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The Daily Wildcat

The Daily Wildcat


    Only one way forward on Iraq: more troops

    Matt Stonecolumnist
    Matt Stone

    Iraq ain’t no picnic. And it ain’t a walk in the park either. But the idea – propagated by almost all Democrats and a sprinkling of Republicans – that withdrawing America’s troops from Iraq will solve our problems there is destructively short-sighted.

    At a candidates’ forum for the District 8 congressional race held at the UA on Tuesday evening, Iraq received the earliest and most passionate attention. One Democratic candidate, Bill Johnson, advocated the withdrawal of any and all deployed troops around the world – from Germany, South Korea, Japan and so on. And most Republican candidates, while carefully avoiding the name George Bush, stuck to playbook, stay-the-course rhetoric.

    But there was one breath of fresh air when it came to Iraq – and it came from underdog Republican Frank Antenori, a 38-year-old Army Special Forces veteran of three wars, including Desert Storm and the invasion of Afghanistan. Antenori wasn’t afraid to say it straight: L. Paul Bremer, the former American proconsul in Iraq, was “”an idiot,”” a bureaucrat doing a job the military should have had all along.

    “”Stability in Iraq can only be served by an increase in the number of boots on the ground.””

    Antenori rightly pointed out that General Douglas MacArthur, a military man if there ever was one, administered Japan for a full seven years following World War II before a national government was formed. Stability was the key; representative government could come later.

    The Bush administration has refused to learn from history. Not enough troops, too many convoluted rules of engagement, an inability to foresee the insurgency – the charges pile high against the Bush White House. Secretary of Defense Donald Rumsfeld ought to resign for these grave and lethal errors. But moreover, Antenori argues that the Bush administration was too quick to form a sovereign Iraqi government, especially one that can barely function in an environment of chaos and fear.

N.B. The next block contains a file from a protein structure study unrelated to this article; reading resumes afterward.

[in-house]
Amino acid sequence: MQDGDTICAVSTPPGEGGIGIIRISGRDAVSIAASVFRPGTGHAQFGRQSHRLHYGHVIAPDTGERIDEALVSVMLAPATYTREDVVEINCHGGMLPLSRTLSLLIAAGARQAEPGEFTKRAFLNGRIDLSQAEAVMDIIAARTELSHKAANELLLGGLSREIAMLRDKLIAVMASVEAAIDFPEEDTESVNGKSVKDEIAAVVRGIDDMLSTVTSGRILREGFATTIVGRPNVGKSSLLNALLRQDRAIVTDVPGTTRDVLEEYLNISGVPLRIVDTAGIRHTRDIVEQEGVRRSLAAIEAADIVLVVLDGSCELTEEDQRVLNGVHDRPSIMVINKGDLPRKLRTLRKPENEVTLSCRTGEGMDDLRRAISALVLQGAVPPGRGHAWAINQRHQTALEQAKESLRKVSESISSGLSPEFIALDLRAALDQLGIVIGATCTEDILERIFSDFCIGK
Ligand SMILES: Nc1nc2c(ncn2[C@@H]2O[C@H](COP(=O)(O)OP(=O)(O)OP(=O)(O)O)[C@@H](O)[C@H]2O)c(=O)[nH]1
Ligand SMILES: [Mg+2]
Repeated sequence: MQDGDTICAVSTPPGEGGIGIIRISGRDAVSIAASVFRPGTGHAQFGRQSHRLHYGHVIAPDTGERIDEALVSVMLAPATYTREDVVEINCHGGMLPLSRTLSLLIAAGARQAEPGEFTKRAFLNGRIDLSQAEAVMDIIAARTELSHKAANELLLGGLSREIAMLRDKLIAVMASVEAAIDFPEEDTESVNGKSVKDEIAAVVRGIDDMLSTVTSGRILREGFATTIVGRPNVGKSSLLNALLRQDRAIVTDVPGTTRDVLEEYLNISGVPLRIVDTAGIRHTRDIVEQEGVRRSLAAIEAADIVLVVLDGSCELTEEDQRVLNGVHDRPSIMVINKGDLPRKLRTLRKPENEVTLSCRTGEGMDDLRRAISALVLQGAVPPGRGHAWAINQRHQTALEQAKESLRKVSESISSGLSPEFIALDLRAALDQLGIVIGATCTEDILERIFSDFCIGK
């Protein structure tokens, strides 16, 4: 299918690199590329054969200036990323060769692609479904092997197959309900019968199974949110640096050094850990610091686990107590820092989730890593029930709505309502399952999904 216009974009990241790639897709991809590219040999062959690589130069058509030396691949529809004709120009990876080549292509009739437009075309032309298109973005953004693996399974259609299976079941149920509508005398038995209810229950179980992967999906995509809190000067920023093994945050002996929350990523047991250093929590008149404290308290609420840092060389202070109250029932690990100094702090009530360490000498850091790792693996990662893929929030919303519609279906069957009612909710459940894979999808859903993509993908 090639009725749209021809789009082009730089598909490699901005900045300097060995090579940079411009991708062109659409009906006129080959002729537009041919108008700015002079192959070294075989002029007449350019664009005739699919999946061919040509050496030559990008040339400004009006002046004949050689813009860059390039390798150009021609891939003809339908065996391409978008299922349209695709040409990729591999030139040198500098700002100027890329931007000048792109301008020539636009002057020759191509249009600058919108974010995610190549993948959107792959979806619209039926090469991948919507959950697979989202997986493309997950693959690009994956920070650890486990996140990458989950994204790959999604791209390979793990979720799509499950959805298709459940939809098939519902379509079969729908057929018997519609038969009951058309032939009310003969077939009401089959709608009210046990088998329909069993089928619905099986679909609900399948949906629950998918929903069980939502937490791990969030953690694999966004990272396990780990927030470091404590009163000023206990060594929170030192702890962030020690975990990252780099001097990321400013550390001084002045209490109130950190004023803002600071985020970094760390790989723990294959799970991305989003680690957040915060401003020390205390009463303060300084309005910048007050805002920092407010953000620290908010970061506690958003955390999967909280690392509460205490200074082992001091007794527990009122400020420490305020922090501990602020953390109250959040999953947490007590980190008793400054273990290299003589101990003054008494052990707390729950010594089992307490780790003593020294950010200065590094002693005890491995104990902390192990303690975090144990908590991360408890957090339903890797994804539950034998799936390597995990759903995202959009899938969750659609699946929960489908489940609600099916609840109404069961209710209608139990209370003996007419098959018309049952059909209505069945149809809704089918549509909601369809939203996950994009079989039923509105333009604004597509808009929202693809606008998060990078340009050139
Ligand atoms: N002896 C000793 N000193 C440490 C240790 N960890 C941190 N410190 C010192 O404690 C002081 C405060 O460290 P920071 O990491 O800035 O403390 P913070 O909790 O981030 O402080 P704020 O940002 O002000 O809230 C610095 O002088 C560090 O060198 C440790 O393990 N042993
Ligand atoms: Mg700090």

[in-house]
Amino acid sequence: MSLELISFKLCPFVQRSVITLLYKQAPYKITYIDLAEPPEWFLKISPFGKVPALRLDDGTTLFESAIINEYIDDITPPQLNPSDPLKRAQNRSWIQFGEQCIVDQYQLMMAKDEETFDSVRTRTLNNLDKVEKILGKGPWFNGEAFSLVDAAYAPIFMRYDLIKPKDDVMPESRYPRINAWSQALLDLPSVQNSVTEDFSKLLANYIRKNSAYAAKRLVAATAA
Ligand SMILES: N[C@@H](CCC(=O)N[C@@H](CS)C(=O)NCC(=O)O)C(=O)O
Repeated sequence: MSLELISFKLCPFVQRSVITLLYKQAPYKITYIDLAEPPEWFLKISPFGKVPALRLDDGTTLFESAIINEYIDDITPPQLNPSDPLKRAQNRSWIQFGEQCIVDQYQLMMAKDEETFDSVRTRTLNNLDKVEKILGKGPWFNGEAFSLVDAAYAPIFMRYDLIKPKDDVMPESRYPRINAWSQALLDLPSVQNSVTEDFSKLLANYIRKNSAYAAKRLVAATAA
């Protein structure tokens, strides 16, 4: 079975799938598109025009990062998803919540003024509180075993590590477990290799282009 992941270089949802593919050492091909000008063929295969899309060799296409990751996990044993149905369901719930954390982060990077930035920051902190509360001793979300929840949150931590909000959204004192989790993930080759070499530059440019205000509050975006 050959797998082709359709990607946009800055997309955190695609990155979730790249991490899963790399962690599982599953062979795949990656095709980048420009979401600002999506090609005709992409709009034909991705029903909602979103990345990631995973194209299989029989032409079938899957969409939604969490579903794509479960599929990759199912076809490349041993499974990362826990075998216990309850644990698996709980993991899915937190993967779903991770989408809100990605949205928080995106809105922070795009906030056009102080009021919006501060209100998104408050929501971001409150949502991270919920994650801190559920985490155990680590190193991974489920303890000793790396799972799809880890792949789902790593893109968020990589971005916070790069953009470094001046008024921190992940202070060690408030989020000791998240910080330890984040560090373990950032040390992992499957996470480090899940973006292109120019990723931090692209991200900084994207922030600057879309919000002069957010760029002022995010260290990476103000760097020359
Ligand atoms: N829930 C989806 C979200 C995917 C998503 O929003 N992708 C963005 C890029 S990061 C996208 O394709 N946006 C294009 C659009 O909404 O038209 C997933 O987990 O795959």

For all the errors then, what is the solution now? Cut and run? Stay the course?

    To pull out now, despite the political mood in America, would serve no one – not American interests in the region and certainly not Iraqis, whose society would descend into complete chaos. The Iranians would fill the Iraqi political vacuum, instability would spill over into the territory of our regional allies (especially oil-producing Saudi Arabia and Kuwait) and a security vacuum would allow terrorist organizations to find a new home, engendering further instability.

    To stay the course would imply doing the things we’ve been doing for the past three years with barely any success – an equally unpalatable option.

    Stability is critical, and stability can only be served by an increase in the number of boots on the ground. Sen. John McCain, a potential Republican challenger for the presidency, has repeatedly called for additional troops in Iraq. America ought to do the job it should have completed three years ago: stabilize Iraq and allow the domestic economy to flourish. That can only occur with additional military presence.

    In District 8, unfortunately, all four leading candidates either recommend withdrawing American troops from Iraq or don’t mention anything at all. Patty Weiss and Gabrielle Giffords, the two Democratic front-runners, are eager to cut and run. The Web sites of Randy Graf and Steve Huffman, the leading Republican candidates, don’t mention Iraq at all.

    This kind of political groupthink is appalling. To cut and run in Iraq would be akin to America’s ignominious withdrawal from Somalia in 1993, a country that remained anarchic for 13 years and now has an unfriendly Islamist government patrolling the streets of Mogadishu.

    In these pages, I have previously argued that the invasion of Iraq was wrong and, strategically speaking, not in America’s national interest. Those views don’t change. But a complete withdrawal, as many opportunistic congressional candidates are advocating, is a policy that looks no further than the next couple years. Our problems in the Middle East will be much more long-term, and you can be sure that they will be far more severe with an unstable Iraq rather than a functioning one.

    Colin Powell, the former secretary of state, told President Bush in the run-up to the 2003 invasion, “”You break it, you buy it.””

    We’ve bought it; let’s not toss it into the rubbish bin too soon.

    Matt Stone is an international studies and economics senior. He can be reached at

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